A precision engineering firm from North Wales is celebrating its expansion across lucrative markets and a 20% increase in revenue over the last 12 months. “In our industry, it’s imperative that we are one step ahead so we felt we should align our business operations with our reputation for delivering high quality components”, says Josh Harris, IT Manager for Flintshire-based Tarvin Precision. 


Picture of man on a computer


As a large number of Tarvin’s clients are global, upgrading to a Superfast Broadband connection to increase download speeds to more than 80Mbps has made their communications far more reliable. This translated into a 50% cost saving for their annual telecommunication budget, which will increase to 75% once the cost of financing the investment has been met in around 12 months’ time. 


These capabilities have driven efficiencies in other areas of the business, including inbound call-handling, marketing and the day-to-day management of client data, which can now be sent and received easily regardless of how large the data files are. This has been particularly important to several key client accounts, who have also been reassured by the secure connections for staff to access its server remotely.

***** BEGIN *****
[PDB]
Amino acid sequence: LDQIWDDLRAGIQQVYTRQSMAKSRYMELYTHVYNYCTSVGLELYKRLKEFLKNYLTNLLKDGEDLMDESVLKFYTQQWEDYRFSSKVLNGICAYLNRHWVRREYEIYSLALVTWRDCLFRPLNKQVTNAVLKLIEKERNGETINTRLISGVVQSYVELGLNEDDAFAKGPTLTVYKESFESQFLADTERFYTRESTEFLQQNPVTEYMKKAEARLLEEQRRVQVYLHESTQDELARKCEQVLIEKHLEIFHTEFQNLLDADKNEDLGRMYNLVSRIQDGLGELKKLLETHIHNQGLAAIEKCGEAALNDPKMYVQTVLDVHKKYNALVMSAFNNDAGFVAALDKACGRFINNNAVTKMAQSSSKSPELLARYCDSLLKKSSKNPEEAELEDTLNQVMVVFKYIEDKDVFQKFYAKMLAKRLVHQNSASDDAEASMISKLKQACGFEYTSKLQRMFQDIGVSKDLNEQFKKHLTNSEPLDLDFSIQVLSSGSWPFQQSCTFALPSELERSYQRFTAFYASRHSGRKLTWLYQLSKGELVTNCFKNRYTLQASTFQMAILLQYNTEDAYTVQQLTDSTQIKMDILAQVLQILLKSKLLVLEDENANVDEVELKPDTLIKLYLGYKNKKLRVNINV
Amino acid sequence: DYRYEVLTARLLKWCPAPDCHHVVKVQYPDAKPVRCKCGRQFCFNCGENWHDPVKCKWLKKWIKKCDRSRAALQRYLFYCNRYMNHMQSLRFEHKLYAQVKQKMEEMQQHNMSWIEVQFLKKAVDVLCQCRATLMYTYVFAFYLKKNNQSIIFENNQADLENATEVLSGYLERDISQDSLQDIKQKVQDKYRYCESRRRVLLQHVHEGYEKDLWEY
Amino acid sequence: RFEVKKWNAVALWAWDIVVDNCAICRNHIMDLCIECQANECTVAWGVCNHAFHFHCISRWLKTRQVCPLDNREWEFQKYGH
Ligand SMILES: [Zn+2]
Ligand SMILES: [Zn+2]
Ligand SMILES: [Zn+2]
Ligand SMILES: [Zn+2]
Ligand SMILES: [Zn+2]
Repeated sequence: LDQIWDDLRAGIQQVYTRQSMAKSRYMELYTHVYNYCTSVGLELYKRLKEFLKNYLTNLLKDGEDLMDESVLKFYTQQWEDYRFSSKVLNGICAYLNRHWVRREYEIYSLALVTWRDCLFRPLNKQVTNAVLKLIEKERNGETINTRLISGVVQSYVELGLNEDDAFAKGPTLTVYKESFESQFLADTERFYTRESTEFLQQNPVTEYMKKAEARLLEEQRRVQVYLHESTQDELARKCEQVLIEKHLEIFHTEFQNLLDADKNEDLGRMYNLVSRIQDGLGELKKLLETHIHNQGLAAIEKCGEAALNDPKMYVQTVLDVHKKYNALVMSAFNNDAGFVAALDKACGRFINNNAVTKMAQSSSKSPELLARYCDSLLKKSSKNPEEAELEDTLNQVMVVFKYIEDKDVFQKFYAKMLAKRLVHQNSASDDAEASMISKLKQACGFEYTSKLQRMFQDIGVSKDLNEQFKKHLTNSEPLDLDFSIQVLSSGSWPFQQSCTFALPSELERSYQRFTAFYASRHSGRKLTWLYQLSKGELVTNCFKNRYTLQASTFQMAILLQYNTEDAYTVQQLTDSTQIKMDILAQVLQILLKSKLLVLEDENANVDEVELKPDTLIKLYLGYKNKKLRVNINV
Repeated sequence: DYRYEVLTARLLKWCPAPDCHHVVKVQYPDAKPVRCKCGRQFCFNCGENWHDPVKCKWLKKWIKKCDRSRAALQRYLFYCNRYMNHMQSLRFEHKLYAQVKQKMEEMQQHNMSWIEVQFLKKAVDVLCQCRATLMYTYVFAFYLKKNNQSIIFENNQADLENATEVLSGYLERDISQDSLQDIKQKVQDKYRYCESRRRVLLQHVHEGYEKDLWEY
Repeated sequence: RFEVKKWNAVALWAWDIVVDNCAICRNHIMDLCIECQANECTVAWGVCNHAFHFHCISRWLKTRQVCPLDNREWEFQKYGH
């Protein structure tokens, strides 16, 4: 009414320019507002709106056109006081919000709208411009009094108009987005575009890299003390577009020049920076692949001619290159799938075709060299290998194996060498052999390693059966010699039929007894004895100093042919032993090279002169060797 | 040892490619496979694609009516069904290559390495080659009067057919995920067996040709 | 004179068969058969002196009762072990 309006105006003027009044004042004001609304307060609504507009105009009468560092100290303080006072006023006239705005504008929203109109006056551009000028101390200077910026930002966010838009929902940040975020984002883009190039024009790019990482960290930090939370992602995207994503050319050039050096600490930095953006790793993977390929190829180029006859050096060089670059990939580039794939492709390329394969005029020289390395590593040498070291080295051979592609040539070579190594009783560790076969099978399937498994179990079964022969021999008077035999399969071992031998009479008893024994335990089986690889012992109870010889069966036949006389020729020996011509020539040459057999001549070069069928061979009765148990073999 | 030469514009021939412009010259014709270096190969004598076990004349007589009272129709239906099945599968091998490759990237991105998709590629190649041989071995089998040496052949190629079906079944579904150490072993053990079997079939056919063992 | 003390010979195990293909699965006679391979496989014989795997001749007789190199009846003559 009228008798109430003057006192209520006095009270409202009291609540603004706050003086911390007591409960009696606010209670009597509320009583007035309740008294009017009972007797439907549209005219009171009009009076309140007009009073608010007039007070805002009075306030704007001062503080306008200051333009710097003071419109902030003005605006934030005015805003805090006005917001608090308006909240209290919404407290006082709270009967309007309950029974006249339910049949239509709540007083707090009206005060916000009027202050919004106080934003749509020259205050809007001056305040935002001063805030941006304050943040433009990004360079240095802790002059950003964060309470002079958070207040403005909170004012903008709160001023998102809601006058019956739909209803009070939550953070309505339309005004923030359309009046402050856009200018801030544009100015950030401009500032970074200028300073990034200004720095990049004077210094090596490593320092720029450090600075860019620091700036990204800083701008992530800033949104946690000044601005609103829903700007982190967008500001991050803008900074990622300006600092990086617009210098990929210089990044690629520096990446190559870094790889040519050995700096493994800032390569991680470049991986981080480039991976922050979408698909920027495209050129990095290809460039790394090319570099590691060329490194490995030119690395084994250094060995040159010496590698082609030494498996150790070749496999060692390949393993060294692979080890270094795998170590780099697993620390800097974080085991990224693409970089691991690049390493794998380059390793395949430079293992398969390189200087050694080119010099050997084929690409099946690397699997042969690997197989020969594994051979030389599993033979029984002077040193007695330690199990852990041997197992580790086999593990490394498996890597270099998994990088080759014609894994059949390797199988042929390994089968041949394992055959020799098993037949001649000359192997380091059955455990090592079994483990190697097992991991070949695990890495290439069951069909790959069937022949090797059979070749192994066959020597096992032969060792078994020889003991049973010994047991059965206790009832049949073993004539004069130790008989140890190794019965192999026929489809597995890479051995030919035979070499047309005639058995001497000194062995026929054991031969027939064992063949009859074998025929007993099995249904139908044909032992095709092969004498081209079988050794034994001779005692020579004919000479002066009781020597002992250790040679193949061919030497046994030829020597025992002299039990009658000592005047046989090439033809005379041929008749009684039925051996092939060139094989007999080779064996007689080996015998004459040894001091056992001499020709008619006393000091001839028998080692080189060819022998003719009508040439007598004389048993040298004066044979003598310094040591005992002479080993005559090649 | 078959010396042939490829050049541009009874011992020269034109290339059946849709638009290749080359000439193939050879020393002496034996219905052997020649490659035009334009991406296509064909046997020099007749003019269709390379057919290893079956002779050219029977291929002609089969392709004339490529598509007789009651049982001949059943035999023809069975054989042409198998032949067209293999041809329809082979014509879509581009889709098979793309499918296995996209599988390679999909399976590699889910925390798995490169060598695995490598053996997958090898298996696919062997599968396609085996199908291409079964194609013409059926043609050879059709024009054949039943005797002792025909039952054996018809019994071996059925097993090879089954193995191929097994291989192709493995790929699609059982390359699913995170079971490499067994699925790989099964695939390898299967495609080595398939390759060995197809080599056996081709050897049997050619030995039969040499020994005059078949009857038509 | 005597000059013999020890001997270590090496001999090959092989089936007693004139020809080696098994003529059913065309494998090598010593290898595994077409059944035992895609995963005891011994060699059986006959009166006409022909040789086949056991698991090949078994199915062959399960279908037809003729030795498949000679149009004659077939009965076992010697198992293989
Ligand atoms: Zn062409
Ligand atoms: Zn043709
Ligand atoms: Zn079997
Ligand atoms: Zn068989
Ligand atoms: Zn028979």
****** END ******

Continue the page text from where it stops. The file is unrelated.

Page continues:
4. Creating competitive advantage

The introduction of Superfast Broadband allows businesses to save money, improve sales and boost business growth.

Next are several ways how this can be achieved.

5. Going Mobile

Internally, mobile devices such as smart phones and tablets can give remote staff access to core business systems for faster updates on product and stock information, and job tasks. Externally, websites configured to mobile devices give customers a streamlined and secure experience which is likely to generate loyalty.


The right mobile strategy will enable processes and transactions to take place in a secure and integrated environment, boosting staff productivity and efficiency, and enabling more profitable customer relationships.

6. DIY apps